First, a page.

Cheryl Delsite (left) enjoys sharing laughs with friend and fellow ABCs support group member Karen Byers
Cheryl Delsite, Northumberland County
At 29, Cheryl Delsite had a modified radical mastectomy to save the radiation from hitting her heart. She found the lump on her breast in 1990 and didn’t do anything about it until six months later when she went for a yearly checkup. Her doctor sent her for her first mammogram. The lump didn’t show up, so he sent her to a surgeon who thought it might be fibroid tissue. They scheduled surgery to remove it. The whole time he was saying “You’re too young, there’s no family history…”, but then the preliminary pathology report confirmed that… She had breast cancer.
“I chose a modified radical mastectomy, because where the lump was any radiation would have hit my heart. I had just learned that I was pregnant and then I had a miscarriage. When I started treatment, I was told I would probably not be able to have children because of the chemotherapy. Three years later I got pregnant with my daughter Meghan. You should have seen the doctor’s face when I told him!” Five years after Meghan was born, Cheryl got pregnant with Morgan and then the next year had her son Collin. Now Meghan is a junior at Penn State Altoona, Morgan is a junior at Connections Academy, and Collin is a freshman at Northumberland Christian.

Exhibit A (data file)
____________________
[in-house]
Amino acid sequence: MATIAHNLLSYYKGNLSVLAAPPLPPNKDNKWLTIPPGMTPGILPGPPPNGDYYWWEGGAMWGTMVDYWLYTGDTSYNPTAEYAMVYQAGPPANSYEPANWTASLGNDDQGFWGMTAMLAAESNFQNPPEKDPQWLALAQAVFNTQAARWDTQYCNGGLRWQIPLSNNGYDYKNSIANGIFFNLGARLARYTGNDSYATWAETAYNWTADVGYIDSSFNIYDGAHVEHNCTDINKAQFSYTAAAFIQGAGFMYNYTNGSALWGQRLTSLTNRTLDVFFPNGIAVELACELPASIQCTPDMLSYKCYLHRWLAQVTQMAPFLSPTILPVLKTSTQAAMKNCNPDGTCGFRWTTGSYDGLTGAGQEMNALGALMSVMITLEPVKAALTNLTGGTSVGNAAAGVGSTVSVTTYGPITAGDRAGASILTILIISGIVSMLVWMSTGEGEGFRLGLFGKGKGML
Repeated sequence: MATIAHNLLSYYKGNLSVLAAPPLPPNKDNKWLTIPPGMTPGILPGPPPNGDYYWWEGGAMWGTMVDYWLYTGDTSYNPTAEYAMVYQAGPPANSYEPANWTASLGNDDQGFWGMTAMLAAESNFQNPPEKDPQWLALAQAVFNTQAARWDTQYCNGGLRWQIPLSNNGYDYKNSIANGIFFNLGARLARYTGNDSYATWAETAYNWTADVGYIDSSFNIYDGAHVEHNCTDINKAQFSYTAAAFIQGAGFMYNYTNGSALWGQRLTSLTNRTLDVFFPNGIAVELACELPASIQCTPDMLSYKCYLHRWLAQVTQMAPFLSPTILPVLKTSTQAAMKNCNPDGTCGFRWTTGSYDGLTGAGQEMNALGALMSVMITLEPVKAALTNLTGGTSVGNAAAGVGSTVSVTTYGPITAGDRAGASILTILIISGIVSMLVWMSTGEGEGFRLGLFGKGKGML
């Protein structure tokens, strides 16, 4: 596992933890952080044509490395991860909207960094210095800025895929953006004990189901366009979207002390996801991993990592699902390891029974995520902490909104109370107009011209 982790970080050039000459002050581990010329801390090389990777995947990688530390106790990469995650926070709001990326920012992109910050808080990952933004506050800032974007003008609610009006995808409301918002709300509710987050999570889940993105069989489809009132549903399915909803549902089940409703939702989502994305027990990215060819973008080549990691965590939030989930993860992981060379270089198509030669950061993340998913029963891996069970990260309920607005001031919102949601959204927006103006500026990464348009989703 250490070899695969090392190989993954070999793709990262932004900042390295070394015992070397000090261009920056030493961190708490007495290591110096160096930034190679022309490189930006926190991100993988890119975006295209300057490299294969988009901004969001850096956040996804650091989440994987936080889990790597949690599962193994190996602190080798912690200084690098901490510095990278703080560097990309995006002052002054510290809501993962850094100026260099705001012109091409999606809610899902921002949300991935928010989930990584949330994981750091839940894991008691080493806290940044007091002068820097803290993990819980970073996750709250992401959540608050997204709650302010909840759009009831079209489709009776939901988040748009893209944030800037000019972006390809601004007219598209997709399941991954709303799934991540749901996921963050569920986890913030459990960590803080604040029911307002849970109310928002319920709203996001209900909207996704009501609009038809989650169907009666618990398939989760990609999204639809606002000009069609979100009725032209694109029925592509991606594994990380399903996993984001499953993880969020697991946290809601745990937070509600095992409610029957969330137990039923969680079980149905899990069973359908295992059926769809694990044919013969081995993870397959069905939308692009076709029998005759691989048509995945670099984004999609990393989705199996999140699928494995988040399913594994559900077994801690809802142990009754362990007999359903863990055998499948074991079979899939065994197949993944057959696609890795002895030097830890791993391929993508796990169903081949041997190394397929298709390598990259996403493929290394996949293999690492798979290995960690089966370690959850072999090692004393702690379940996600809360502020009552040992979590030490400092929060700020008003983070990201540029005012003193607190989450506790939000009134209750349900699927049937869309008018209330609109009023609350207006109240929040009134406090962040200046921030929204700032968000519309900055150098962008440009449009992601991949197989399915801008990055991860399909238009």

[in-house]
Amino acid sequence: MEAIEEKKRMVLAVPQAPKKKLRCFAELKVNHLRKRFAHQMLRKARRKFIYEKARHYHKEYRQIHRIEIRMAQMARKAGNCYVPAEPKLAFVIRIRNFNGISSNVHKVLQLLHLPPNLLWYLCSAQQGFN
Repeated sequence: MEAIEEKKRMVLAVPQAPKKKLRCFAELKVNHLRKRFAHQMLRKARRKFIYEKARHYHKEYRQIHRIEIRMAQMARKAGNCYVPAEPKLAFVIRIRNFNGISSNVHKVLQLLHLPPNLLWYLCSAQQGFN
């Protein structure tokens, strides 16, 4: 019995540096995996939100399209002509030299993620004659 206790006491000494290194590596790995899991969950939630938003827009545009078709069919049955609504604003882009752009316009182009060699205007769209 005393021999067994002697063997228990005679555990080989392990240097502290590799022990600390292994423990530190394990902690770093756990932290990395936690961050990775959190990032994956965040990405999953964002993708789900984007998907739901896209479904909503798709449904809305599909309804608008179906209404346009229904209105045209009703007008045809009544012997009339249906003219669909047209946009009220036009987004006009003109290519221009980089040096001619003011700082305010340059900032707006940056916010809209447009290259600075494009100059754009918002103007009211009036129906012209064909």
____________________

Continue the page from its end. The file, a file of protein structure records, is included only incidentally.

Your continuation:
In 2000, Cheryl’s implant ruptured. At that time insurers were only required to cover reconstruction up to six years after breast surgery, although two years later the PBCC’s follow-up legislation would lift that time limit. Her insurance company agreed to cover removing the ruptured implant, but refused to cover the cost of replacing it. Cheryl would have had to go back to wearing a prosthesis. She reached out to family and friends for advice. Her sister-in-law was working for then Attorney General Tom Corbett. He referred her to First Lady Michele Ridge’s chief of staff. Mrs. Ridge was the PBCC Honorary Chair and she put Cheryl in touch with the PBCC. The PBCC advocated on her behalf to the insurance company. The insurer reversed their original ruling and covered the surgery.
“Through the PBCC I became connected with the ABC’S (All Breast Cancer Survivors) support group and I’m happy to travel from Sunbury to Carlisle PA for our meetings. I love these ladies. Each one of them is in a different stage of their cancer journey and they’re always willing to encourage one another.”
Cheryl shows off her pink ribbon tattoo at our PA Breast Cancer Coalition Conference.
Cheryl celebrated the 10th anniversary of her breast cancer diagnosis by getting a pink ribbon tattoo on her ankle!
On March 1st Cheryl will be at Penn State for Pink Zone. The first year she went with her daughter, her niece, a cousin and a friend. Now this year there are 40 of them going … all survivors and family members. Cheryl says they have a ball!
“I meet a lot of women when they are newly diagnosed and I tell them to be their own best advocates. Ask questions, get second opinions, and talk with survivors.”
Cheryl and her husband Kevin live with their family in Sunbury PA. She’s worked as administrative assistant for the City of Sunbury in the mayor’s office since 1996. In 2014, Cheryl volunteered over 25 hours for the PBCC at the conference, at the Ta Ta Trot, and by representing the PBCC at a number of other events throughout the state.